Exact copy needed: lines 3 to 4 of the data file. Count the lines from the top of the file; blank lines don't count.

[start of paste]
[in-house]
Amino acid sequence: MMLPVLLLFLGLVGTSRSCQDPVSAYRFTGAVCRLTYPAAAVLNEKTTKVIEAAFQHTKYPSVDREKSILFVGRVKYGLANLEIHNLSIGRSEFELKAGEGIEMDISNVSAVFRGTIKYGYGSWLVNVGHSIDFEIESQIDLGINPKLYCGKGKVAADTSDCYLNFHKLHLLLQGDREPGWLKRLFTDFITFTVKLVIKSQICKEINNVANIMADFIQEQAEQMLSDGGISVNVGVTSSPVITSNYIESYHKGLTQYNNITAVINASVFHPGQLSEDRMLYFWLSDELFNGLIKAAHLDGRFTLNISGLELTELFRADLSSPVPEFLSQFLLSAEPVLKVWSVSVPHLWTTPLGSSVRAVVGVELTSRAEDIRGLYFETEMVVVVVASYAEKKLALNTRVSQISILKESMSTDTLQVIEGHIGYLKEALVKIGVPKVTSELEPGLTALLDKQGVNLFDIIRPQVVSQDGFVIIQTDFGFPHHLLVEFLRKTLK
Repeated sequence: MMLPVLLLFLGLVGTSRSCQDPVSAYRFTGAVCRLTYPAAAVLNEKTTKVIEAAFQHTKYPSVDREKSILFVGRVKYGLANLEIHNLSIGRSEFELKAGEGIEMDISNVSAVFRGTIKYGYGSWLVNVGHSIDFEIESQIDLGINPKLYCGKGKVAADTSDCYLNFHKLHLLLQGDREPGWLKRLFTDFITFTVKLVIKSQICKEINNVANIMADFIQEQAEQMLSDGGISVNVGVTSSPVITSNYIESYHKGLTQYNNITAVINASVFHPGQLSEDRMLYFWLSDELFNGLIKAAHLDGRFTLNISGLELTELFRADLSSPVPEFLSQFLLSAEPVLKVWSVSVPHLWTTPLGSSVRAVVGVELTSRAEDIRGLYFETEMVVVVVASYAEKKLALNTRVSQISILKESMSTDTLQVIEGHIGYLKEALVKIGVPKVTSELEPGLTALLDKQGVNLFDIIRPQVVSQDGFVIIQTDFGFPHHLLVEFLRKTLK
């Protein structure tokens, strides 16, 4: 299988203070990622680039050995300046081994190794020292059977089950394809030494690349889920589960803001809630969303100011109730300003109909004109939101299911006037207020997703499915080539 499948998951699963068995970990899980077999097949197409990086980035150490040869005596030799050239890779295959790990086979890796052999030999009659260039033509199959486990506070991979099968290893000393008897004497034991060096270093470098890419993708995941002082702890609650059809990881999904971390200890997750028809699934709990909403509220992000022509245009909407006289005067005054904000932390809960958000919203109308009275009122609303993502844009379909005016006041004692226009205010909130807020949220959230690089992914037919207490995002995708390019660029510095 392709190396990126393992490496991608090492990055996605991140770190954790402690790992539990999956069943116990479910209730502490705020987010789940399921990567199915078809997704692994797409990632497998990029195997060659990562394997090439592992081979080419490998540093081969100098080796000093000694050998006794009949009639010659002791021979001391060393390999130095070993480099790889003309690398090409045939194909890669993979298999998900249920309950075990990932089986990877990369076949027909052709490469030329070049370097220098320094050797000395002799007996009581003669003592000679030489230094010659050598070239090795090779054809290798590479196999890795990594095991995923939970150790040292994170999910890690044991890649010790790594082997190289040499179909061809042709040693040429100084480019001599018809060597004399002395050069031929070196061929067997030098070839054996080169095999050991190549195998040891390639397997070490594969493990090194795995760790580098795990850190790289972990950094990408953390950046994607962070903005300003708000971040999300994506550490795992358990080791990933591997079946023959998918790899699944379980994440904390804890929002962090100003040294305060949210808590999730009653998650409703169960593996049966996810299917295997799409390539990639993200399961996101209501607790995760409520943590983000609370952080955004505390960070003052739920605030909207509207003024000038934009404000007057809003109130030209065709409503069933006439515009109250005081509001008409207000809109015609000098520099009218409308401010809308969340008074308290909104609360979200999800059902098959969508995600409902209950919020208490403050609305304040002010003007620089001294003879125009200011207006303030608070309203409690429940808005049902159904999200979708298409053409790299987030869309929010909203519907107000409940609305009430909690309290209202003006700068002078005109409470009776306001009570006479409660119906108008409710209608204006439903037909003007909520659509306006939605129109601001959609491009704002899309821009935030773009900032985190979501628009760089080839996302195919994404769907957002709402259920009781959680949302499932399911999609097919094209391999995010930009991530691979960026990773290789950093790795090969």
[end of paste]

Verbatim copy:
Repeated sequence: MMLPVLLLFLGLVGTSRSCQDPVSAYRFTGAVCRLTYPAAAVLNEKTTKVIEAAFQHTKYPSVDREKSILFVGRVKYGLANLEIHNLSIGRSEFELKAGEGIEMDISNVSAVFRGTIKYGYGSWLVNVGHSIDFEIESQIDLGINPKLYCGKGKVAADTSDCYLNFHKLHLLLQGDREPGWLKRLFTDFITFTVKLVIKSQICKEINNVANIMADFIQEQAEQMLSDGGISVNVGVTSSPVITSNYIESYHKGLTQYNNITAVINASVFHPGQLSEDRMLYFWLSDELFNGLIKAAHLDGRFTLNISGLELTELFRADLSSPVPEFLSQFLLSAEPVLKVWSVSVPHLWTTPLGSSVRAVVGVELTSRAEDIRGLYFETEMVVVVVASYAEKKLALNTRVSQISILKESMSTDTLQVIEGHIGYLKEALVKIGVPKVTSELEPGLTALLDKQGVNLFDIIRPQVVSQDGFVIIQTDFGFPHHLLVEFLRKTLK
């Protein structure tokens, strides 16, 4: 299988203070990622680039050995300046081994190794020292059977089950394809030494690349889920589960803001809630969303100011109730300003109909004109939101299911006037207020997703499915080539 499948998951699963068995970990899980077999097949197409990086980035150490040869005596030799050239890779295959790990086979890796052999030999009659260039033509199959486990506070991979099968290893000393008897004497034991060096270093470098890419993708995941002082702890609650059809990881999904971390200890997750028809699934709990909403509220992000022509245009909407006289005067005054904000932390809960958000919203109308009275009122609303993502844009379909005016006041004692226009205010909130807020949220959230690089992914037919207490995002995708390019660029510095 392709190396990126393992490496991608090492990055996605991140770190954790402690790992539990999956069943116990479910209730502490705020987010789940399921990567199915078809997704692994797409990632497998990029195997060659990562394997090439592992081979080419490998540093081969100098080796000093000694050998006794009949009639010659002791021979001391060393390999130095070993480099790889003309690398090409045939194909890669993979298999998900249920309950075990990932089986990877990369076949027909052709490469030329070049370097220098320094050797000395002799007996009581003669003592000679030489230094010659050598070239090795090779054809290798590479196999890795990594095991995923939970150790040292994170999910890690044991890649010790790594082997190289040499179909061809042709040693040429100084480019001599018809060597004399002395050069031929070196061929067997030098070839054996080169095999050991190549195998040891390639397997070490594969493990090194795995760790580098795990850190790289972990950094990408953390950046994607962070903005300003708000971040999300994506550490795992358990080791990933591997079946023959998918790899699944379980994440904390804890929002962090100003040294305060949210808590999730009653998650409703169960593996049966996810299917295997799409390539990639993200399961996101209501607790995760409520943590983000609370952080955004505390960070003052739920605030909207509207003024000038934009404000007057809003109130030209065709409503069933006439515009109250005081509001008409207000809109015609000098520099009218409308401010809308969340008074308290909104609360979200999800059902098959969508995600409902209950919020208490403050609305304040002010003007620089001294003879125009200011207006303030608070309203409690429940808005049902159904999200979708298409053409790299987030869309929010909203519907107000409940609305009430909690309290209202003006700068002078005109409470009776306001009570006479409660119906108008409710209608204006439903037909003007909520659509306006939605129109601001959609491009704002899309821009935030773009900032985190979501628009760089080839996302195919994404769907957002709402259920009781959680949302499932399911999609097919094209391999995010930009991530691979960026990773290789950093790795090969």